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Retirely in The things you own end up owning you,

Once Tesla’s new Gigafactory is up and running at peak, the cost of batteries should drop by 70%

I’m leasing a Leaf right now.  Lease payments are about equal to gas cost savings, and as a bonus there’s no real maintenance.  No oil to be changes, no transmissions to be flushed, no valves to be adjusted. One or two weekends a month I get out the old car and use that for a longer trip that’s not feasible in the Leaf, but for a daily commuter with some side trips on the way home, it’s been working just great. I fully recognize that an electric car, even a Tesla for $30k, still isn’t a viable option for a lot of people, and electric cars may never fully replace gas cars for certain professions/situations.  But I do think, even today, they are a good option for a lot of people, and they will only continue to improve. I haven’t worked on a car in 20 years.

Why, did they do away with valves?  Most cars still need valve adjustments, they’re just not as frequent as they used to be or the damage as catastrophic if you don’t since most modern cars are designed to have them get looser rather than tighter.  Honda still recommends checking the valve clearances every 30k miles.  Most people will probably go 100k+ miles before actually needing to have them adjusted.

My motorcycle on the other hand, still has the shiatty valves that tighten up over time and they are a pain in the ass to inspect and adjust.

I can’t wait to see what the model 3 is like.  Please let it be hatchbacky with a trunk, a frunk, and fast as hell like the S. Most wild ass guesses are that the 3 will be quite quick as there is little advantage of reducing performance and Musk doesn’t seem interested in following the classic auto sales model of crippling the car to sell an upgrade.  The battery pack will likely be capable of lower performance but it should be largely offset by the reduced weight of the car. It won’t have an insane mode standard but it will still be very quick. That’s what I’m hoping for.  Recognize that a $35k car won’t have the performance and features of a $70k car, but considering there’s some nice entry level cars at that price point from most luxury brands, they can’t skimp too much.  That price point hinges pretty much on how much the batteries cost though; if they can’t drive the price down as much as they’re expecting with the gigafactory, then the price is going to creep up and it will be outclassed by similar hybrids or other electrics entering the market.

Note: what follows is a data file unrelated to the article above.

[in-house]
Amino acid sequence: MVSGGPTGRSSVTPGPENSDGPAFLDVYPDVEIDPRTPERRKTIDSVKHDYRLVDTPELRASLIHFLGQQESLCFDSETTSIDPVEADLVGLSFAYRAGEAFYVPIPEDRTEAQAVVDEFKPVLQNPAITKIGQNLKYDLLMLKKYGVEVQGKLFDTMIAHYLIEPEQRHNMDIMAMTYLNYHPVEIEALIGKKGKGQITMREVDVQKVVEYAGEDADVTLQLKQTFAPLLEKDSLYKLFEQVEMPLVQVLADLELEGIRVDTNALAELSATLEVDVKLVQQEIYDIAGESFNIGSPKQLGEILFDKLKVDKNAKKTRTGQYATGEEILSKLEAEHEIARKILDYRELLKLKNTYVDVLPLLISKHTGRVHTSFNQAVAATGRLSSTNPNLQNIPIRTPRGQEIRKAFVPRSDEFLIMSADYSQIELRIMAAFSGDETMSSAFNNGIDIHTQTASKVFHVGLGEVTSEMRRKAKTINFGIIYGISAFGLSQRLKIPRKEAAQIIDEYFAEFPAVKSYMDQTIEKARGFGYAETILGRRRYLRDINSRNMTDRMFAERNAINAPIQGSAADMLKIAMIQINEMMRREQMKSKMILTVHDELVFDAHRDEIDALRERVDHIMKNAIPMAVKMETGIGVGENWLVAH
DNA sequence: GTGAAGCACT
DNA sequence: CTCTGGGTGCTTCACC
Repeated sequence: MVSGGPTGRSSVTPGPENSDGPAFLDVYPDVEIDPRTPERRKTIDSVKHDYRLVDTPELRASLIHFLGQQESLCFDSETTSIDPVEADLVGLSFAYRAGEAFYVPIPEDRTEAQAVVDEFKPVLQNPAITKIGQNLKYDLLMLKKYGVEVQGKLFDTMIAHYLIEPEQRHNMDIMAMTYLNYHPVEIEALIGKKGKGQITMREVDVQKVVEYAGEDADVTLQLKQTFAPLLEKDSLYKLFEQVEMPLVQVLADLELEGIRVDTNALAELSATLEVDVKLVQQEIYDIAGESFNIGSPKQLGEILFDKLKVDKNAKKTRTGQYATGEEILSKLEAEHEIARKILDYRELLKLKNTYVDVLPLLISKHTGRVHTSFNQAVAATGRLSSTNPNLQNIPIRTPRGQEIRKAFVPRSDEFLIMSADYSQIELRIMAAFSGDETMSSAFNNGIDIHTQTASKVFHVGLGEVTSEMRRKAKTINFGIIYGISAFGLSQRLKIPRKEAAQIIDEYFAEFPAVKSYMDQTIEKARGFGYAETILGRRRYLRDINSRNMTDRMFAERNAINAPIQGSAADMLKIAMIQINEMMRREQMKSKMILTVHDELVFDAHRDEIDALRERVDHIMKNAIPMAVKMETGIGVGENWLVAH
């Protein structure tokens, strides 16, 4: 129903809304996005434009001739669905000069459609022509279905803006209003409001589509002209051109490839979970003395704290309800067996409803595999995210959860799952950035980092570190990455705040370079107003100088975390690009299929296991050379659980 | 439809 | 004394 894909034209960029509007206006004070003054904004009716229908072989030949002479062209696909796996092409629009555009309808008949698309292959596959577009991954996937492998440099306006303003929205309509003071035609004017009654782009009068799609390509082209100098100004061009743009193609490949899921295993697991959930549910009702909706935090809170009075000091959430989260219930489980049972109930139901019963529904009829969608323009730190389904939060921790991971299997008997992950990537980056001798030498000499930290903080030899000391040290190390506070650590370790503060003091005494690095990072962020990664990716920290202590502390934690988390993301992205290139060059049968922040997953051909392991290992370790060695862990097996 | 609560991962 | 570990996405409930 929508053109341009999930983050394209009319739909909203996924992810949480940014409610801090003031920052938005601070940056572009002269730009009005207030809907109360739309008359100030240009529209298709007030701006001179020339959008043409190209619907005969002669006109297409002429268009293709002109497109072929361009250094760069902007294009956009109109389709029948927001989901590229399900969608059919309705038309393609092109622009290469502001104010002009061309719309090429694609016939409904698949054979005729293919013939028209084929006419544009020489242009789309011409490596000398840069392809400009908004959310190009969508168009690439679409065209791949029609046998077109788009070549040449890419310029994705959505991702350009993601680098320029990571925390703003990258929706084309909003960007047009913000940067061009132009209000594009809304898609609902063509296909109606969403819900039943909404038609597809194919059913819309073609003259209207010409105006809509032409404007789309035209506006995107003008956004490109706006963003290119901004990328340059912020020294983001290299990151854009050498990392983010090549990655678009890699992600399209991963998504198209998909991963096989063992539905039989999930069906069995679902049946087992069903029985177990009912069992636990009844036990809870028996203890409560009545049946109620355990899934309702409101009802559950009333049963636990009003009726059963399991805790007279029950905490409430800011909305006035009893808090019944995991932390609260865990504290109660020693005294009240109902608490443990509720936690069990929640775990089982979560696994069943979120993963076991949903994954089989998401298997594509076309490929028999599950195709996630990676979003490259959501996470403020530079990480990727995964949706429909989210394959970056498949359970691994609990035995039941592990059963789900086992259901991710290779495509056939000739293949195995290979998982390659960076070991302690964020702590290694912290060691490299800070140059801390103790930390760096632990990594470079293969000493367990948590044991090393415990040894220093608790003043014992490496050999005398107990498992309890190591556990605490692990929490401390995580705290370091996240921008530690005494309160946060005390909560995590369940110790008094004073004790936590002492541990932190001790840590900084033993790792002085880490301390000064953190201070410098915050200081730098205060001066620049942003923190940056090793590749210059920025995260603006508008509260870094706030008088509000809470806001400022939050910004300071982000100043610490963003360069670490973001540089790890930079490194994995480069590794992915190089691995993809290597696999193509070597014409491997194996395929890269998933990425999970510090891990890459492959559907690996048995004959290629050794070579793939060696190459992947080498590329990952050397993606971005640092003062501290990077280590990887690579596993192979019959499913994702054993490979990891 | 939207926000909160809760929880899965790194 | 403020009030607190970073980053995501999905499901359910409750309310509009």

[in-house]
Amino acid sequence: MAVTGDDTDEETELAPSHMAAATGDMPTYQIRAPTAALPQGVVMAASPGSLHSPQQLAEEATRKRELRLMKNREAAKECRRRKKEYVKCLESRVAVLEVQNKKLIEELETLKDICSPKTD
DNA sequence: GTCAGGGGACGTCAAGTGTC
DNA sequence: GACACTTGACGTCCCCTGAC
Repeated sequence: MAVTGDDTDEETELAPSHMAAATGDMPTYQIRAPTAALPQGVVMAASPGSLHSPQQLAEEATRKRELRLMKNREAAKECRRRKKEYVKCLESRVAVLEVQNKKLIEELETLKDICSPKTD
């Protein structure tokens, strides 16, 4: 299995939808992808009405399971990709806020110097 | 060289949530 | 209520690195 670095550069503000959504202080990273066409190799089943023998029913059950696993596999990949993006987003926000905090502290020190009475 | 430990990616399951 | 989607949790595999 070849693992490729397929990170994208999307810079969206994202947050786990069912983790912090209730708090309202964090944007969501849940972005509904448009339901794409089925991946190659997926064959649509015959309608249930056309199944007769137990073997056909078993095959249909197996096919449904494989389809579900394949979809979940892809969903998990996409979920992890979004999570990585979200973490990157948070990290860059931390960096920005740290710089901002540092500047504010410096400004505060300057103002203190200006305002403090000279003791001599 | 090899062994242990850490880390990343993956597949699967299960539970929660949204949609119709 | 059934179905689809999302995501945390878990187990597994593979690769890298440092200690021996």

Nissan just announced that their 2016 LEAF will get 27% more range out of the same physical size battery pack, while bumping the price of the car up only 5%. They figured out how to cram 30 KWh worth of battery in what was formerly 24 kWh of space.

Considering Tesla is creating a factory that will need no outside energy input (because they own all the solar panels on the roof, along with all the windmills on the hill), along with the highly automated processes to keep labor costs down, I see no reason why they won’t be able to drive the cost of their own battery packs down dramatically. When it’s fully operational, that one building will be manufacturing more lithium batteries than the entire world produces today. With that kind of volume, they can drive prices into the floor.

a clip from that:

We believe that Tesla’s use of an efficient nickel cobalt aluminum (NCA) cathode (ie the positive electrode), use of a silicon synthetic graphene anode (ie the negative electrode) that has 2-6x the lithium-ion storage capacity of today’s standard graphite anode, and a possible use of water-based anode solvent, are key advantages. […] Our analysis details a potential path to a 30% cell-level cost reduction to ~$88/kWh by using a more efficient lithium-rich nickel cobalt manganese cathode (vs. NCA), doubling the percentage of silicon in the synthetic graphene anode, replacing the liquid electrolyte with an ionic gel electrolyte which eliminates the need for a separator, and using a water-based electrode solvent for the cathode. The Gigafactory, which is expected to begin production in early ’16, should drive down pack-level costs by 70% to ~$38/kWh via economies of scale, supply chain optimization, increased automation, and production domestication.